# [FOM] Eliminability of AC

Francois G. Dorais dorais at math.cornell.edu
Tue Apr 1 12:19:15 EDT 2008

```James Hirschorn wrote:
> joeshipman at aol.com wrote:
>>> Can anyone provide examples, particularly
>>> arithmetical ones, of theorems outside of logic and set theory which
>>> were first proven (or are most easily proven) by showing they follow
>>> from V=L and then applying Absoluteness?
>
> On Wednesday 26 March 2008 20:34, Francois G. Dorais replied:
>> I'm not aware of any speedup associated with Shoenfield absoluteness.
>> If there is, I would really like to know.
>
> A basic example for absoluteness (but not exactly Schoenfield's absoluteness)
> is:
>
> Theorem. Every Delta-1-2 set of reals is Lebesgue measurable.
>
> Corollary. All analytic sets (i.e. Souslin sets, A-sets, Sigma-1-1) are
> measurable.

Yes. Another neat example is the original proof (using MA) of the
Baumgartner-Hajnal Partition Theorem vs Galvin's later combinatorial proof.

I believe there may be a general speedup theorem here, but I am not
aware of any general result of this kind. Again, I would really like to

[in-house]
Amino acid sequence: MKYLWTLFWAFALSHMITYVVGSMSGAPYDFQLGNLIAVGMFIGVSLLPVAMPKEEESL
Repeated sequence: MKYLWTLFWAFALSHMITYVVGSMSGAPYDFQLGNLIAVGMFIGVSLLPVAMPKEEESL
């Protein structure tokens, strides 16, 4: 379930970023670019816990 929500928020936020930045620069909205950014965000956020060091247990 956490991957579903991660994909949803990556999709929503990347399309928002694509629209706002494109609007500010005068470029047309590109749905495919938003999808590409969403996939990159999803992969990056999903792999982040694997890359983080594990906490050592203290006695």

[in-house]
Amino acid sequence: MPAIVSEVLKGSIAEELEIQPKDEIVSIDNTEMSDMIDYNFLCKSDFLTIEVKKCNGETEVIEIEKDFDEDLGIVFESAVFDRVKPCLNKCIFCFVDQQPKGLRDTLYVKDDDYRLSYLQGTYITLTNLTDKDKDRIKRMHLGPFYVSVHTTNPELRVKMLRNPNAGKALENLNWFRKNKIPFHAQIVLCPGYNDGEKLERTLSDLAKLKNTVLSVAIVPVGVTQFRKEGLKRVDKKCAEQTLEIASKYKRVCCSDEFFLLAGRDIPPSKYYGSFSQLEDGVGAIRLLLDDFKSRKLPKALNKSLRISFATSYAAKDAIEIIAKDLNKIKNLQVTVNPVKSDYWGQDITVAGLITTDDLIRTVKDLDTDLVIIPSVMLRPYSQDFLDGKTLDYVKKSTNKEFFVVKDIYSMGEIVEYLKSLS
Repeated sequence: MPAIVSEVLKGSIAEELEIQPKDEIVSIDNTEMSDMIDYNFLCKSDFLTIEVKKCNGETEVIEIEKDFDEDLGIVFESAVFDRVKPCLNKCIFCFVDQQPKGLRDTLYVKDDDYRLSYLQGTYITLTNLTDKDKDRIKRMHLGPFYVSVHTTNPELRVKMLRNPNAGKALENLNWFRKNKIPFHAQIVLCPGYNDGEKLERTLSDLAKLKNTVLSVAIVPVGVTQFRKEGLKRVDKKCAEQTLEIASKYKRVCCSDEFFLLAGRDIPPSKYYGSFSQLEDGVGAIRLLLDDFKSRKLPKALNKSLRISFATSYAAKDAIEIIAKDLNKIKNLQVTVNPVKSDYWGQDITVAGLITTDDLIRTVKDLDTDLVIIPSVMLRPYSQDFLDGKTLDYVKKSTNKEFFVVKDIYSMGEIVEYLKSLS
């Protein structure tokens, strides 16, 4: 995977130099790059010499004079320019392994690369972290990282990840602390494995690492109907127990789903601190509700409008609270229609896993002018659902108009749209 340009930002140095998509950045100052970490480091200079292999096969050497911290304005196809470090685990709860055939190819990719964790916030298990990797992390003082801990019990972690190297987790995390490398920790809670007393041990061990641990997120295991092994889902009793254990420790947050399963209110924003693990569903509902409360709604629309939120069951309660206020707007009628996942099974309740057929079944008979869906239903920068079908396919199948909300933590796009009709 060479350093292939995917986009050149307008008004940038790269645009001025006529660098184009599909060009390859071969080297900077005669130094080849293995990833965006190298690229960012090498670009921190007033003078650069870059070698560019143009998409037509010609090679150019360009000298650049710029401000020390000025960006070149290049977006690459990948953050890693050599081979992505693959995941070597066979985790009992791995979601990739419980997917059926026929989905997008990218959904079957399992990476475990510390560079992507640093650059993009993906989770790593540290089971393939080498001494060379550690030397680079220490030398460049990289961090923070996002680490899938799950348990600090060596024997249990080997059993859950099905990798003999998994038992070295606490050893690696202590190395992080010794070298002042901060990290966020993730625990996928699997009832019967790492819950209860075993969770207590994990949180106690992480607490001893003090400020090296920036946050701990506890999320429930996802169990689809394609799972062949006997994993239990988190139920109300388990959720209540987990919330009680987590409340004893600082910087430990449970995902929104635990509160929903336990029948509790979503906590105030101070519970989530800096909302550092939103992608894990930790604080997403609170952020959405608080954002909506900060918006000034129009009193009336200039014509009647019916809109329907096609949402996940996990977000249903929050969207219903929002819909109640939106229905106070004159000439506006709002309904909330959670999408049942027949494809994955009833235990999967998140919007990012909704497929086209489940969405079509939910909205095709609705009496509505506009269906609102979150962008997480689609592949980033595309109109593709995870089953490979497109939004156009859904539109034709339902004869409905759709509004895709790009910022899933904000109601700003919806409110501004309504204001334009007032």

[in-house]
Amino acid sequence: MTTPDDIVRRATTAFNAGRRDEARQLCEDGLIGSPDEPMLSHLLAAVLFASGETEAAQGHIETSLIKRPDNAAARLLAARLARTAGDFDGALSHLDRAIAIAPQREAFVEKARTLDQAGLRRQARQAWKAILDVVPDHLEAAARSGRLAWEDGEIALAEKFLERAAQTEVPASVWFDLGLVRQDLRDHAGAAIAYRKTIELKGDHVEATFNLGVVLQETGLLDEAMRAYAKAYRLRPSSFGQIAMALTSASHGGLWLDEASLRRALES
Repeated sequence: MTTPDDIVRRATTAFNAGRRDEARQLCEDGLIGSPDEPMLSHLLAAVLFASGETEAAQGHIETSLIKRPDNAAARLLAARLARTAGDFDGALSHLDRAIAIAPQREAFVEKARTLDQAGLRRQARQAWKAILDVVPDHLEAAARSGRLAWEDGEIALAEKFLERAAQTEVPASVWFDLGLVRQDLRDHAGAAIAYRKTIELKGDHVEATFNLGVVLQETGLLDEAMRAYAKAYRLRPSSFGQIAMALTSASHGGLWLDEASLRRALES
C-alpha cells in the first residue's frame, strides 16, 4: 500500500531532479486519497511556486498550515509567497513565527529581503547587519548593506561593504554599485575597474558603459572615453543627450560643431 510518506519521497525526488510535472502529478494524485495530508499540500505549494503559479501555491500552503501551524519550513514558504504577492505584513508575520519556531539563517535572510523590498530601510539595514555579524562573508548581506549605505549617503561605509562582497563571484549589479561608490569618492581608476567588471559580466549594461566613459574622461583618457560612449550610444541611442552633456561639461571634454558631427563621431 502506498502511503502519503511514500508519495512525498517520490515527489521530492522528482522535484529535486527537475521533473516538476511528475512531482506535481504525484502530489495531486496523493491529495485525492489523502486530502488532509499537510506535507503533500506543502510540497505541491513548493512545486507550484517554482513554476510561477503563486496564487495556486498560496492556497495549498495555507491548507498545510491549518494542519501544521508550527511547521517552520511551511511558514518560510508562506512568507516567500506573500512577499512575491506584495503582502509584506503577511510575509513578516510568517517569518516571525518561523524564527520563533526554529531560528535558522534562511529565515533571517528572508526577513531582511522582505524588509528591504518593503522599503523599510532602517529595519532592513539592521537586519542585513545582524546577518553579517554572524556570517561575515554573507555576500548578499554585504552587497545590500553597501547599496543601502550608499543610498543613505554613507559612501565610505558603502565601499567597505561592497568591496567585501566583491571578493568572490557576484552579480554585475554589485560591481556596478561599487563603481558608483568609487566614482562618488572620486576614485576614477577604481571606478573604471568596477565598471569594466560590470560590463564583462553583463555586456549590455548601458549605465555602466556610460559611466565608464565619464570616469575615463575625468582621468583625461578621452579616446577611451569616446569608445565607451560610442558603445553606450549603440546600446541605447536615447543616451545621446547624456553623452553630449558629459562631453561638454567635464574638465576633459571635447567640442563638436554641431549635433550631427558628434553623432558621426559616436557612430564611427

>> In any case, I'm pretty sure that you won't find any known arithmetical
>> theorem whose "easy proof" requires, e.g., using a morass and Shoenfield
>> absoluteness.
>
> I suspect you are mistaken, although I don't have an arithmetical
> counterexample off hand. For the example given in this thread on p-adic
> fields, perhaps the original proof is also the "easy proof"?

These are CH examples, if I'm not mistaken, which is much simpler than
V=L as a hypothesis. Formally, any proof of an arithmetical statement
that makes significant use of V=L has the initial hurdle of decoding the
statement of V=L. So there is a constant lower bound on the length of a
V=L proof. It is definitely possible that such an example exists, but I
suspect that human knowledge has not leaped that far yet...

I still claim that there is no known arithmetical statement whose "easy
proof" uses a morass (or some other significant chunk of V=L). An
example of that would be very interesting to see.

--
François G. Dorais
Department of Mathematics
Cornell University
```